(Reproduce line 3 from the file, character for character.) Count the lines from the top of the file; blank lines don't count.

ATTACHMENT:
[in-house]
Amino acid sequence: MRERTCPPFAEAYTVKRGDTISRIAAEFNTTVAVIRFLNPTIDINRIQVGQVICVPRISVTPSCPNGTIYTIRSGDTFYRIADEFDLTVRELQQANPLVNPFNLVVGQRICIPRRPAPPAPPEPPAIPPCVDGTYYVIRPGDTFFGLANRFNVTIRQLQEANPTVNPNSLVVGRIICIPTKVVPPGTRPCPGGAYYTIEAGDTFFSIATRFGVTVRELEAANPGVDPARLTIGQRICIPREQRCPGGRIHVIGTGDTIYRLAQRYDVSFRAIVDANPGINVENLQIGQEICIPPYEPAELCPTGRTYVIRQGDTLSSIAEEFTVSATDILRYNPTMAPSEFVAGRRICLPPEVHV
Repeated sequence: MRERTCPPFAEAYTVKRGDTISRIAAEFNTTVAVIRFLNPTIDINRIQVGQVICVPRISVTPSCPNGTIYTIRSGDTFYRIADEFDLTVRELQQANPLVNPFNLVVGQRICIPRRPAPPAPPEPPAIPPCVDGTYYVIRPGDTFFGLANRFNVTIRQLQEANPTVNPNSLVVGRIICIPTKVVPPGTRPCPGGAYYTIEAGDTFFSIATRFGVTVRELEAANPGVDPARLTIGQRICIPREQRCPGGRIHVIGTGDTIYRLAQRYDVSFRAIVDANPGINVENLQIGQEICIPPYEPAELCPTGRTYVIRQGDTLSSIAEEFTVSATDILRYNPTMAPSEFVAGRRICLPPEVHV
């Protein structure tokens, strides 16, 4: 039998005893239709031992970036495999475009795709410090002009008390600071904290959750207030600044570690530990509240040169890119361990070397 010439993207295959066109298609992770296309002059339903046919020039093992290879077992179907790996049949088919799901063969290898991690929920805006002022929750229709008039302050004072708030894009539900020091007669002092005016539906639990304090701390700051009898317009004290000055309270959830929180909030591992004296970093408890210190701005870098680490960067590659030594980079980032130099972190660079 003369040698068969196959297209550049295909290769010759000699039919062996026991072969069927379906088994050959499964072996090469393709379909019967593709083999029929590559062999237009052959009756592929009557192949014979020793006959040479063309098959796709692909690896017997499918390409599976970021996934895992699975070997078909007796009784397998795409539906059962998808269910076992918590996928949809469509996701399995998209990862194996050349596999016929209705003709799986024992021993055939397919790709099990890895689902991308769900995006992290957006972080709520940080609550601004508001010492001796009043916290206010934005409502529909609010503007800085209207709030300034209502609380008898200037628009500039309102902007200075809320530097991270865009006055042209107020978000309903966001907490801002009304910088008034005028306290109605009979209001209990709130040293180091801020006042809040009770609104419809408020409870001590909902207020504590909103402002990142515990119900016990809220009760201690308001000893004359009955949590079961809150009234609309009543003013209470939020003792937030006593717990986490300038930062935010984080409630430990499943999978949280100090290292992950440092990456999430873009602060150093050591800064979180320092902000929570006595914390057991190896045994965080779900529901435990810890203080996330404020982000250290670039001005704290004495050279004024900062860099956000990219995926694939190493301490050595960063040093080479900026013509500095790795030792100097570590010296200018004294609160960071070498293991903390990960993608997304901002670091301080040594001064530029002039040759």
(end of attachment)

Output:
Repeated sequence: MRERTCPPFAEAYTVKRGDTISRIAAEFNTTVAVIRFLNPTIDINRIQVGQVICVPRISVTPSCPNGTIYTIRSGDTFYRIADEFDLTVRELQQANPLVNPFNLVVGQRICIPRRPAPPAPPEPPAIPPCVDGTYYVIRPGDTFFGLANRFNVTIRQLQEANPTVNPNSLVVGRIICIPTKVVPPGTRPCPGGAYYTIEAGDTFFSIATRFGVTVRELEAANPGVDPARLTIGQRICIPREQRCPGGRIHVIGTGDTIYRLAQRYDVSFRAIVDANPGINVENLQIGQEICIPPYEPAELCPTGRTYVIRQGDTLSSIAEEFTVSATDILRYNPTMAPSEFVAGRRICLPPEVHV